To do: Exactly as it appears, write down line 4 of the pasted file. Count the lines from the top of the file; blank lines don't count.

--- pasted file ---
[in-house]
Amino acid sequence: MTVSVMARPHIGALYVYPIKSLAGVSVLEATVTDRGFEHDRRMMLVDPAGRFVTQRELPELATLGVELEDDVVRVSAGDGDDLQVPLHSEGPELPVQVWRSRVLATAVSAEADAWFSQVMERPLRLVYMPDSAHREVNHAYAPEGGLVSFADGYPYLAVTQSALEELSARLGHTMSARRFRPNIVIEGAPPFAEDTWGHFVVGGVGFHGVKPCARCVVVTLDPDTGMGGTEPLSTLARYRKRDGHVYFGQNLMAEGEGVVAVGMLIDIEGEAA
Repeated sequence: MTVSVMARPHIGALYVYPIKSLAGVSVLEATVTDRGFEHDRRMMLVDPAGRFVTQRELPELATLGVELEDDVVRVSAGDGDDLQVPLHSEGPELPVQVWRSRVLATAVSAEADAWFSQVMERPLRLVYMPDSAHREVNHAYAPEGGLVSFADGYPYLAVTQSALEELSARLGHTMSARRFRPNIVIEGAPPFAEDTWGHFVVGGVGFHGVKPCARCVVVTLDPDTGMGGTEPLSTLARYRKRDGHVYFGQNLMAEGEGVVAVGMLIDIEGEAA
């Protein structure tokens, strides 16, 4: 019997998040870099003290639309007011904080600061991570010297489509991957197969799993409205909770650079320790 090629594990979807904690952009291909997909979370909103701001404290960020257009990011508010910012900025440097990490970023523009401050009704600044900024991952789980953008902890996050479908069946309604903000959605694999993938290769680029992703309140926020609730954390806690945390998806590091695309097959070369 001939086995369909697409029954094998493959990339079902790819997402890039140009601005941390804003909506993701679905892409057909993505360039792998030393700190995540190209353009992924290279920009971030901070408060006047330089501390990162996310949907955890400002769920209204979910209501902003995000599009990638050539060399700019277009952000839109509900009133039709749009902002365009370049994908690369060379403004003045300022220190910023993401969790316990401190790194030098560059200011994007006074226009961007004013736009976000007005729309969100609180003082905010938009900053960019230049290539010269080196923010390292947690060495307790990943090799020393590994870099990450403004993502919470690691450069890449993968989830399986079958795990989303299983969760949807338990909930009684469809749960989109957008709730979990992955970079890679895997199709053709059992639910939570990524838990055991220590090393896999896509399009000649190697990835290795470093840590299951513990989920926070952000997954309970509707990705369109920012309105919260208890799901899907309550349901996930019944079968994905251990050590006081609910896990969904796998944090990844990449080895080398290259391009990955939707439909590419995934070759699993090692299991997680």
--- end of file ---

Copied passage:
């Protein structure tokens, strides 16, 4: 019997998040870099003290639309007011904080600061991570010297489509991957197969799993409205909770650079320790 090629594990979807904690952009291909997909979370909103701001404290960020257009990011508010910012900025440097990490970023523009401050009704600044900024991952789980953008902890996050479908069946309604903000959605694999993938290769680029992703309140926020609730954390806690945390998806590091695309097959070369 001939086995369909697409029954094998493959990339079902790819997402890039140009601005941390804003909506993701679905892409057909993505360039792998030393700190995540190209353009992924290279920009971030901070408060006047330089501390990162996310949907955890400002769920209204979910209501902003995000599009990638050539060399700019277009952000839109509900009133039709749009902002365009370049994908690369060379403004003045300022220190910023993401969790316990401190790194030098560059200011994007006074226009961007004013736009976000007005729309969100609180003082905010938009900053960019230049290539010269080196923010390292947690060495307790990943090799020393590994870099990450403004993502919470690691450069890449993968989830399986079958795990989303299983969760949807338990909930009684469809749960989109957008709730979990992955970079890679895997199709053709059992639910939570990524838990055991220590090393896999896509399009000649190697990835290795470093840590299951513990989920926070952000997954309970509707990705369109920012309105919260208890799901899907309550349901996930019944079968994905251990050590006081609910896990969904796998944090990844990449080895080398290259391009990955939707439909590419995934070759699993090692299991997680």